3.3.6. Prospects of Biomass-Based Energy Development in India

Biomass is playing a significant role in energy dynamics and sustainable development in India [7]. The instant benefits of biomass fuels include local energy supply and poverty reduction in the rural areas of the country. In this regard, the respondents were asked to provide possible benefits of a biomass-based energy plant that could be received by the local people. Almost all respondents viewed that providing clean fuel would be the most significant benefit that could be derived from a biomass-based energy plant. In addition, about half of the respondents considered that an attractive benefit from a bioenergy plant could be the improvement of the local environment, as well as reducing biotic pressure on existing biomass resources, while 45% of survey respondents emphasized that such a plant could eventually generate income for the local people, and only 5% supported economic development.
Table 8. Respondents’ perception on challenges involved in modernization of bioenergy technologies in India.
Table 8. Respondents’ perception on challenges involved in modernization of bioenergy technologies in India.
A. Challenges Related to Feedstock SupplyResponse (%)
Lack of harvesting technology62
Lack of terminals for storing biomass12
Lack of suitable railway network for transportation7
Lack of appropriate road network i.e., short distance, cost-effective5
Lack of cross-country highways for carry heavy load biomass5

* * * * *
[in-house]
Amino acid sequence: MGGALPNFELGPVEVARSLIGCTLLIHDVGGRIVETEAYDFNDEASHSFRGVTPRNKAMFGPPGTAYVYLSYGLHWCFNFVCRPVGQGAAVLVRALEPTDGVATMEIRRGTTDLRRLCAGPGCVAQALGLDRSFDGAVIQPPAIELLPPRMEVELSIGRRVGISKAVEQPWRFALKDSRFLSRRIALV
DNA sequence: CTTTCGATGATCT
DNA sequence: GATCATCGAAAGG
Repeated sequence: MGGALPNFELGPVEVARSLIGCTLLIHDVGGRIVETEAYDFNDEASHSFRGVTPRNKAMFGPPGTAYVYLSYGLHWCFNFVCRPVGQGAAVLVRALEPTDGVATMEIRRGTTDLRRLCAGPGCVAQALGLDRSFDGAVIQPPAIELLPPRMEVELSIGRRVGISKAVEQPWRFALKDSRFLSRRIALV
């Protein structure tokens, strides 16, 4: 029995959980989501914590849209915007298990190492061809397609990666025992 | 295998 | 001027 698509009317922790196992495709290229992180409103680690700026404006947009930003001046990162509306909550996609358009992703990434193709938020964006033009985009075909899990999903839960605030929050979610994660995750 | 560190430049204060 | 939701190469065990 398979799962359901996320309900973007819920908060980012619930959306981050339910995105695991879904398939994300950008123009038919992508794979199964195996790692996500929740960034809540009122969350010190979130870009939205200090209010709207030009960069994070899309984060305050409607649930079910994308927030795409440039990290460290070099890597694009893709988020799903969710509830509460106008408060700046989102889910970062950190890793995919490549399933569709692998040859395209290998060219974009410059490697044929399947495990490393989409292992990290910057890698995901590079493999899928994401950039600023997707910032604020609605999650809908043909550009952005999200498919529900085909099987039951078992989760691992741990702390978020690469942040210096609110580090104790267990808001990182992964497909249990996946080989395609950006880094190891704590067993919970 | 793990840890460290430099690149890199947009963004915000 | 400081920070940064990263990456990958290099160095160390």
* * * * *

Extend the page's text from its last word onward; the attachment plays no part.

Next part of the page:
Lack of logistics for transporting of biomass i.e., railcar, heavy truck5
No answer5
B. Challenges Related to Technological OptionsResponse (%)
Lack of biomass conversion technologies43
Lack of related research and development29
Lack of industrial-scale bioenergy plants14
Lack of small-scale bioenergy plants5
Other5
No answer5
C. Challenges Related to Bioenergy MarketingResponse (%)
Lack of initiatives for bioenergy market development48
Lack of bioenergy transportation and distribution logistics 33
Lack of grid connection in rural area5
Maintenance of existing power grids5
Motor engines not ready for using biofuels5
No answer5
India has a high potential for developing biomass-based energy program interventions [25]. The potential of biomass-based power generation installation capacity is estimated at about 16,000 MWe [5,7]. Until June 2011, there were only 2788 MWe biomass-based power plants commissioned, which was only 17.5% of the total biomass-based power installation capacity of the country [6]. However, the respondents were asked to give their views on the prospects of biomass-based energy plants in India. About 76% of the respondents viewed that biomass-based small-scale power generation plants would have enormous prospects while only 19% suggested this for large-scale biomass-based power plants. Biomass-based power has been recognized as an attractive industrial investment in India. The annual investment is estimated at over $130 million, harnessing about 5000 million kWh of electricity and providing employment about 10 million man-days [38].